Rose farmers struggle to keep tradition alive

2015-07-02 18:07

Multimedia   ·   User Galleries   ·   News in Pictures Send us your pictures  ·  Send us your stories

Isparta - Many of the workers in the bright-pink fields in this southwest Turkish province have an unexpected connection with the flowers they are tending. They are Syrian refugees working as itinerant labourers during Turkey's harvest of its prized Damascus rose.

The harvest, set to end this weekend, transforms 16 million square m of land into beds of pink and perfumes the air around the town of Isparta, the world's biggest producer of Damascus roses and their costly oil, each June.

Isparta still supplies Mecca's Grand Mosque, as well as French luxury brands that use the oil as a base for fragrances.

Four tons of rose - roughly 2 million flowers - are required to produce 1 kg of rose absolute essence, which sells for about €7 500 or €10 000 if it's from organic crop. Exports are valued at €15m.

The oil is a strategic product for perfume makers, serving as the base for most floral fragrances to prolong the scent.

The six-week harvest is a "race against time," said Nuri Ercetin, who runs a rose-oil plant in Isparta that his father established in 1958. This year an April frost hit the crop, expected to be about 6 000 tons, cutting it by 20%.

"We cannot obtain enough flowers, and there is a lack of a concerted effort to preserve the business, so it is in danger."

France's Givenchy and Britain's Liz Earle procured Ercetin's roses for limited-edition fragrances, and he works with New York-based International Flavors & Fragrances, one of the worlds' biggest perfume-makers.

But it is hard work producing the oil from the 7,500 tonnes of flowers that is almost entirely shipped overseas. Pickers are up at sunrise before the heat of the day burns off dew and must rush their product to processing plants within two hours.


Despite the steady rise in demand from a global fragrance industry worth almost $40 billion, Turkish output has declined for two decades and the tradition of rose cultivation is fading.

A shrinking population - true for much of Turkey's rural communities amid rapid urbanisation - prefers to raise less labour-intensive products, like cherries and peaches for export, said rose growers. Ageing rose bushes are another culprit.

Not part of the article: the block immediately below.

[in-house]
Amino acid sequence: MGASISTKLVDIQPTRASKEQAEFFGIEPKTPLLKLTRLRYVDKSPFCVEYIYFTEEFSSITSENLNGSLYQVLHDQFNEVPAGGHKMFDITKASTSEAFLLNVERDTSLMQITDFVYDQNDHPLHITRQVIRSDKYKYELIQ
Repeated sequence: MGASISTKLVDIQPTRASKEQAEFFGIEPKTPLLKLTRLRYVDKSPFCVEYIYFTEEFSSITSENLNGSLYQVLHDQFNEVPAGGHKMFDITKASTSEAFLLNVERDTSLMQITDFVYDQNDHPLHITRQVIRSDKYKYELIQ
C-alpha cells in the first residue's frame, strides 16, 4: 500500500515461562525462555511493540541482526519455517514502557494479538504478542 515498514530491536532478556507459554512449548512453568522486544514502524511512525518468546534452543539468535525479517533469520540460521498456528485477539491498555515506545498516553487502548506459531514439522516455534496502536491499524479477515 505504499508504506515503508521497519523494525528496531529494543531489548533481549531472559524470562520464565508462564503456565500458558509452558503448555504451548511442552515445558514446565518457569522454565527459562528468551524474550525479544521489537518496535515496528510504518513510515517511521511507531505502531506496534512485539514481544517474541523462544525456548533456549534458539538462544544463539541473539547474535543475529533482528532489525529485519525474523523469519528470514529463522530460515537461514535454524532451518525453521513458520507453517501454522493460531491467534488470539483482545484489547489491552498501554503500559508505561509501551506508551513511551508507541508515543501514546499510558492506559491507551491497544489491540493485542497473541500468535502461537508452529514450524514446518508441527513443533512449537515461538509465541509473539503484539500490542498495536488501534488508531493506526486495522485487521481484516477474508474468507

Larger producers now employ migrant farm labourers including Syrian refugees. Turkey harbours nearly 2 million people from Syria who have escaped the violence that erupted there in 2011 and are increasingly working in low-paying agricultural jobs.

There is no rose industry in war-torn Syria. Turkey has a 60% share of the market, while Bulgaria controls the rest.

Named for the ancient Syrian capital, the 30-petal Damascus rose, also called Damascena or Damask, is one of just a handful of the 150 species of roses from which oil can be extracted.

It may have first been brought from Syria to Europe by Crusaders in the 13th century. Shakespeare writes of "gloves as sweet as damask roses" in "A Winter's Tale".

Locally, the flower was cherished for its delicate taste and medicinal qualities, said Banu Ozden of the Culinary Arts Centre, which seeks to preserve Turkish food heritage.

But rose is now viewed as old-fashioned, she said, surviving in the odd dessert, like the eponymous "gullac," or the starchy Turkish delight confection. "It may not die now, but it might not survive another 20 years," Ozden said.

Read more on:    turkey  |  agriculture

Join the conversation! encourages commentary submitted via MyNews24. Contributions of 200 words or more will be considered for publication.

We reserve editorial discretion to decide what will be published.
Read our comments policy for guidelines on contributions.
NEXT ON NEWS24X publishes all comments posted on articles provided that they adhere to our Comments Policy. Should you wish to report a comment for editorial review, please do so by clicking the 'Report Comment' button to the right of each comment.

Comment on this story
1 comment
Comments have been closed for this article.

Inside News24

Traffic Alerts
There are new stories on the homepage. Click here to see them.


Create Profile

Creating your profile will enable you to submit photos and stories to get published on News24.

Please provide a username for your profile page:

This username must be unique, cannot be edited and will be used in the URL to your profile page across the entire network.


Location Settings

News24 allows you to edit the display of certain components based on a location. If you wish to personalise the page based on your preferences, please select a location for each component and click "Submit" in order for the changes to take affect.

Facebook Sign-In

Hi News addict,

Join the News24 Community to be involved in breaking the news.

Log in with Facebook to comment and personalise news, weather and listings.